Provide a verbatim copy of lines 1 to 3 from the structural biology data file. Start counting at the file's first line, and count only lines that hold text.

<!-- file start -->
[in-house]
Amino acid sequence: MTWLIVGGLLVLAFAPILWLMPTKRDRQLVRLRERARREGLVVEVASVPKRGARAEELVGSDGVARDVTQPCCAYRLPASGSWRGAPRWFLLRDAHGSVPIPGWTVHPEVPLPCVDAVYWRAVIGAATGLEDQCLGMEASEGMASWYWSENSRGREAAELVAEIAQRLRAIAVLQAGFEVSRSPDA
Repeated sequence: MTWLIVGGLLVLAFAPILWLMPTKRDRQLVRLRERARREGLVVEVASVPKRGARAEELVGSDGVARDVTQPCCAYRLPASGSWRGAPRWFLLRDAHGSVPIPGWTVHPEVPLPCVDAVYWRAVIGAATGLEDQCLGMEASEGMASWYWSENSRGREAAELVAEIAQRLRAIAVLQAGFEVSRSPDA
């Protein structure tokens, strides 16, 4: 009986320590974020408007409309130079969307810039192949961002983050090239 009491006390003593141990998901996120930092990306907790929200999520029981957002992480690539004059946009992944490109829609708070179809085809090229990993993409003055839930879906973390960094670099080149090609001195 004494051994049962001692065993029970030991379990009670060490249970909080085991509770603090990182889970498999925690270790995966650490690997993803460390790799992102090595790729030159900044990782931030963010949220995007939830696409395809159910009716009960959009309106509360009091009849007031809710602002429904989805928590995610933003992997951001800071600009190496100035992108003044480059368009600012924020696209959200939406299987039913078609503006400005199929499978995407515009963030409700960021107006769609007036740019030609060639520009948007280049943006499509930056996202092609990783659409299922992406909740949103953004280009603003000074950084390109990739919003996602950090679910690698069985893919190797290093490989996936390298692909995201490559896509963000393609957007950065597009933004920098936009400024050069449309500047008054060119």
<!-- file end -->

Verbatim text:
[in-house]
Amino acid sequence: MTWLIVGGLLVLAFAPILWLMPTKRDRQLVRLRERARREGLVVEVASVPKRGARAEELVGSDGVARDVTQPCCAYRLPASGSWRGAPRWFLLRDAHGSVPIPGWTVHPEVPLPCVDAVYWRAVIGAATGLEDQCLGMEASEGMASWYWSENSRGREAAELVAEIAQRLRAIAVLQAGFEVSRSPDA
Repeated sequence: MTWLIVGGLLVLAFAPILWLMPTKRDRQLVRLRERARREGLVVEVASVPKRGARAEELVGSDGVARDVTQPCCAYRLPASGSWRGAPRWFLLRDAHGSVPIPGWTVHPEVPLPCVDAVYWRAVIGAATGLEDQCLGMEASEGMASWYWSENSRGREAAELVAEIAQRLRAIAVLQAGFEVSRSPDA